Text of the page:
It’s summer time in Australia again and as usual, the fanatical cricketers are flocking to the capital cities to sit like zombies in massive stadiums. The touring side travels around from capital city to capital city playing that state’s best cricket team.Please world, do not judge all Australians by the stereotyped cricket fan. The majority of us do have interesting hobbies besides sitting on our behinds and cheering for a bunch of overpayed and talentless athletes.

Some journalists would have you believe that our happiness depends on Australia winning the so-called Ashes. This trophy is so laughable — it’s about the size of a amateur trophy you would see at a teenagers’ sports final. It is made of wood and is purported to contain the ashes of some stupid cricket stumps from decades gone by.

This yearly cricket series –The Ashes — that Australia plays between England and some of the other remnants of the so called British Commonwealth is just so tedious. The typical cricket match goes something like this. The bowler takes a long run up towards the opposing player, who is standing at the other end of the pitch ( about 25 meters away). He attempts to prevent the bowler from hitting the three stumps just behind him. The batter may just block the ball, with the bat he is holding or hit it so far as to ‘make a few runs’ by running the length of the pitch. Fielders  attempt to catch the ball or throw it at the stumps before the batter/runner has completed a run. A great deal of the time, no runs are scored and the batter just blocks the ball being bowled at him. More time is spent setting up the bowler’s bowl, than in actually hitting and running. When the little red ball is finally hit a great distance, no one can hardly see it because it is so small and traveling so fast.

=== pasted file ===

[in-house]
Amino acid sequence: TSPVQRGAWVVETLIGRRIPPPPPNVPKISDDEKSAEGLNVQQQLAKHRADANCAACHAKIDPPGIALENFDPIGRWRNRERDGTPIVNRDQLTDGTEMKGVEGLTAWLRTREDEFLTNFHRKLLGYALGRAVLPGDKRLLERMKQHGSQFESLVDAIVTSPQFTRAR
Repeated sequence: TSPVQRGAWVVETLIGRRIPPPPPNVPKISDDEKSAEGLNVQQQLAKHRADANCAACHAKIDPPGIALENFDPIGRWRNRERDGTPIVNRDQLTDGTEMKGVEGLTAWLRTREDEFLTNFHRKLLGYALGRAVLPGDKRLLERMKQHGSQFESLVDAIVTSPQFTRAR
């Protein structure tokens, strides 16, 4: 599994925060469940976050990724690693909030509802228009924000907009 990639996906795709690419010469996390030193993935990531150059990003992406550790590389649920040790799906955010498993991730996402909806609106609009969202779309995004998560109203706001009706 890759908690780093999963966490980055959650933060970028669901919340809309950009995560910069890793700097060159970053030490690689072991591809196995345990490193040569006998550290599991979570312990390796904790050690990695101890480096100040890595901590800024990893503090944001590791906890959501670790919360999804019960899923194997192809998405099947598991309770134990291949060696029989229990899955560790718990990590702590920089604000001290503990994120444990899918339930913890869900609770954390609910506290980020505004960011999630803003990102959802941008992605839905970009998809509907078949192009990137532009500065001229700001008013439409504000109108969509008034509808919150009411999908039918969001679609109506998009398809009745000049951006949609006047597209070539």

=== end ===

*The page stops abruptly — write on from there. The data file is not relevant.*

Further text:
It is a wonder slightly intoxicated fans haven’t been knocked fatally on the head by some balls that can be hit into the grandstand. But you never know, some drunk might get clobbered one of these days. At least it would cause some excitement at the cricket. I think the only way some people can endure so many hours of such boredom is to get slowly drunk —  hence the reason that alcohol is sold at cricket matches. It is not just to make money, but to keep the fans from walking out after an hour or so. Cricket is such a slow-paced game and difficult to watch on television, due to the smallness of the ball and the speed with which it is bowled and hit.

Furthermore, until a few decades ago, safety gear like helmets wasn’t even mandatory. And the fanatics play it in the middle of the Australian summer.

Fortunately, this boring state of affairs doesn’t go on too long, but our television screens are monopolised for long stretches (ie five hours) at a time to give the rest of the people a chance to watch this banal spectacle. It’ s really ludicrous how some sports commentators can be enthralled by this game. Just because they make a big noise about it and the players are payed large sums of money, doesn’t mean it is interesting to all. The boring minority simply assume everyone else is as enthusiastic about this tedium as they are.

The picture below demonstrates my typical attitude to the game of cricket.


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